Libya's internationally recognised government said Monday that its aircraft bombed an oil tanker off the Islamist-held port of Derna, killing two crewmen and drawing condemnation from Greece.
A spokesman for the Libyan government's armed forces said the tanker was hit on Sunday after it refused to stop for checks on its cargo which had raised suspicions.
But the Greek government said the vessel was plying a longstanding route under contract to the Libyan state oil company and demanded prosecution of those responsible for the deaths of the Greek and Romanian crewmen.
Greek coastguards said the Liberian-registered Araevo vessel was at anchor two nautical miles off Derna and laden with 1,600 tonnes of crude oil when it was hit.
Libyan armed forces spokesman Colonel Ahmed Mesmari said the tanker had turned off its lights "in preparation for entering the port... and because of this it and its cargo were considered suspicious".
But the Greek government condemned what it called a "cowardly and unprovoked" attack on a vessel plying a regular service between two Libyan ports.
"According to the shipping firm, the vessel was operating under contract to the Libyan National Corporation and had been working the Marsa al-Brega to Derna route for many years without problem," a government statement said.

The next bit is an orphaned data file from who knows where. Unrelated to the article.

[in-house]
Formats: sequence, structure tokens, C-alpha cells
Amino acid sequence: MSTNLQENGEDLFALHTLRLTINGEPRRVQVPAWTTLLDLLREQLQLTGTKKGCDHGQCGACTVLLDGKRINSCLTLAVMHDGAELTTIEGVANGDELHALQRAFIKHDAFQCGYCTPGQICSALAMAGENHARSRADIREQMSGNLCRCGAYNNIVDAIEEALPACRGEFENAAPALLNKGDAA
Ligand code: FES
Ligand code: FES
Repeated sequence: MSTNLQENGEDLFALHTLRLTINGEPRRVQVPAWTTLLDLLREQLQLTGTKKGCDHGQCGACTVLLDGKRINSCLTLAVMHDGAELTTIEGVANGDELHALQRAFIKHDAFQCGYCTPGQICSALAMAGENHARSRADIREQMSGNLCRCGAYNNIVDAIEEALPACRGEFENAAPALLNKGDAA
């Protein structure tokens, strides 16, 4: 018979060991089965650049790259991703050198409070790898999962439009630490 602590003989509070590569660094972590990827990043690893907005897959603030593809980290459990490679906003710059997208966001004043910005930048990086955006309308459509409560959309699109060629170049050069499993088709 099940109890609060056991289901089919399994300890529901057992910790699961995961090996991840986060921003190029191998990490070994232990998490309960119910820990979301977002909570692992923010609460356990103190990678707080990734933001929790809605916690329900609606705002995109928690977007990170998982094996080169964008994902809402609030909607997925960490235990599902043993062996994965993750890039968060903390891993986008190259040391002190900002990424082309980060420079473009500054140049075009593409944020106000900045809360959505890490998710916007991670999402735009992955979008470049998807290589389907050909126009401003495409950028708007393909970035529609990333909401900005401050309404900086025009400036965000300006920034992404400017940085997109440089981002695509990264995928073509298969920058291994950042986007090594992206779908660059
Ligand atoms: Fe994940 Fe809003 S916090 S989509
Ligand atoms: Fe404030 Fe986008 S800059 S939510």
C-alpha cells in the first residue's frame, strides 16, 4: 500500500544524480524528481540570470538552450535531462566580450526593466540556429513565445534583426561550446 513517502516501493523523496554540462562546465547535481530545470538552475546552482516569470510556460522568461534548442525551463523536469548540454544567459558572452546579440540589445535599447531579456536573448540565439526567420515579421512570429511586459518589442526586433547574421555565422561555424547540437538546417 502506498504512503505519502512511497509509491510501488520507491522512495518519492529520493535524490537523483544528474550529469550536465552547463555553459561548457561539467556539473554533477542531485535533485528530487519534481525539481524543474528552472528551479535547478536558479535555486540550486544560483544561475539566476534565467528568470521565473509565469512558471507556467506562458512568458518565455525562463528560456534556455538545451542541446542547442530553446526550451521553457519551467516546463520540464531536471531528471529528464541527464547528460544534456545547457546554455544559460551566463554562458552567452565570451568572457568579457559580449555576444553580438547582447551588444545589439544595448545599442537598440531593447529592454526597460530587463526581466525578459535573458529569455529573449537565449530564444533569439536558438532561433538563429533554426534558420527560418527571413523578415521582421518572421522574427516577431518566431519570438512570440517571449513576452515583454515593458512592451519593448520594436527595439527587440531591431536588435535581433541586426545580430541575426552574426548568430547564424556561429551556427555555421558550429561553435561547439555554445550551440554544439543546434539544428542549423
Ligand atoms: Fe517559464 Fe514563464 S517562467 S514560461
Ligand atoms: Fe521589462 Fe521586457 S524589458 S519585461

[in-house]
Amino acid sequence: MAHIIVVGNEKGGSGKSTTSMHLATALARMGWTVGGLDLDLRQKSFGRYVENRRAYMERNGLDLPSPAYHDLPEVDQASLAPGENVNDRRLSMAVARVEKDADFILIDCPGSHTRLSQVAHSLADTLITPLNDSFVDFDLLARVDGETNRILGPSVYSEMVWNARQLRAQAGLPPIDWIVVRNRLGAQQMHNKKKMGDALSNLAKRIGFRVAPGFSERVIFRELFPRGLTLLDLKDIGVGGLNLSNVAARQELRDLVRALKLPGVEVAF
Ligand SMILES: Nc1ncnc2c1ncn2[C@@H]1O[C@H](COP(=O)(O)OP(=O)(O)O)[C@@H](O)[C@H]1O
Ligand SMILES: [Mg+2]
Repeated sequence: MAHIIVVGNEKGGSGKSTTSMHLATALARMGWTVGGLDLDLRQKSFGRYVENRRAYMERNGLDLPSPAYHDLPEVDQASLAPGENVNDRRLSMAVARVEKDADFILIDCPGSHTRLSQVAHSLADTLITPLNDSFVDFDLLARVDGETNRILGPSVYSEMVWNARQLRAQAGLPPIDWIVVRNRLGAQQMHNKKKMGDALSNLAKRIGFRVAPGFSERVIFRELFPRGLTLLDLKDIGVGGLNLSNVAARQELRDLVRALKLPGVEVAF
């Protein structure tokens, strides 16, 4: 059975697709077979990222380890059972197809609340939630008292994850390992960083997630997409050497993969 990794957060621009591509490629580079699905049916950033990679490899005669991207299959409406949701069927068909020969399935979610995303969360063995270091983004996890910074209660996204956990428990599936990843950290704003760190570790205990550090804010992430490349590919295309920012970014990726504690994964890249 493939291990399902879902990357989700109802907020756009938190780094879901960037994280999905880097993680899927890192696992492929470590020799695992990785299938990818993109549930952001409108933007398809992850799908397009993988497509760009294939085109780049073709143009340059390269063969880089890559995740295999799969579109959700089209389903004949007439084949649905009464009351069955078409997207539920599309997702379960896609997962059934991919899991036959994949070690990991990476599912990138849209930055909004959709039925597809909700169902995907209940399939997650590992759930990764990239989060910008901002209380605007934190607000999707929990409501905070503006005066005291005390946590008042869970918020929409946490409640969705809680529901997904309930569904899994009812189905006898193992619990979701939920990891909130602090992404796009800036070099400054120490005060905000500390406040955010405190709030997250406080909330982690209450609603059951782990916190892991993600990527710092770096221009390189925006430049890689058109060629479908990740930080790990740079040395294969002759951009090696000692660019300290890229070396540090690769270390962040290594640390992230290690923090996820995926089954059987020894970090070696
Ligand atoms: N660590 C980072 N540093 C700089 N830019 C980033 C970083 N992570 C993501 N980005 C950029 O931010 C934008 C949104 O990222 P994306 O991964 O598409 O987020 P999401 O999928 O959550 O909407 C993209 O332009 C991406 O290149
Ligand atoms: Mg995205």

"This criminal act has caused the deaths of two crew members -- one Greek and one Romanian -- and wounded two others," it said.
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"The Greek government will take all necessary steps with the Libyan authorities -- in spite of the unstable situation -- to help investigate the circumstances of this tragic event and identify and punish the attack's perpetrators."
Two other members of the ship's crew of 26 were wounded in the air strike.
Libya's internationally recognised government, which has been based in the remote east since Islamist-backed militia seized the capital last year, has been determined to prevent any oil exports without its authorisation.
The jihadist Islamic State (IS) group that has seized chunks of Iraq and Syria is thought to have gained a foothold in Derna amid the chaos in Libya since the 2011 uprising that ousted dictator Moamer Kadhafi.
More than three years after Kadhafi was toppled and killed in a NATO-backed revolt, the country remains awash with weapons and powerful militias, and has rival governments and parliaments.
In mid-December, Islamist militias in Derna announced they had formed a new coalition, ahead of an expected assault by forces of the internationally recognised government.
Around the same time, the Islamist-backed Fajr Libya (Libya Dawn) militia alliance launched an offensive to try to capture Libya's main eastern oil terminals of Al-Sidra and Ras Lanuf.
So far the offensive has been repelled by pro-government forces, who have hit back against Libya's third largest city Misrata, which is controlled by Fajr Libya.
News of the air strike came as the United Nations postponed peace talks it was hoping to hold Monday between Libya's warring factions.
The talks were originally slated for December 9 but have been repeatedly delayed.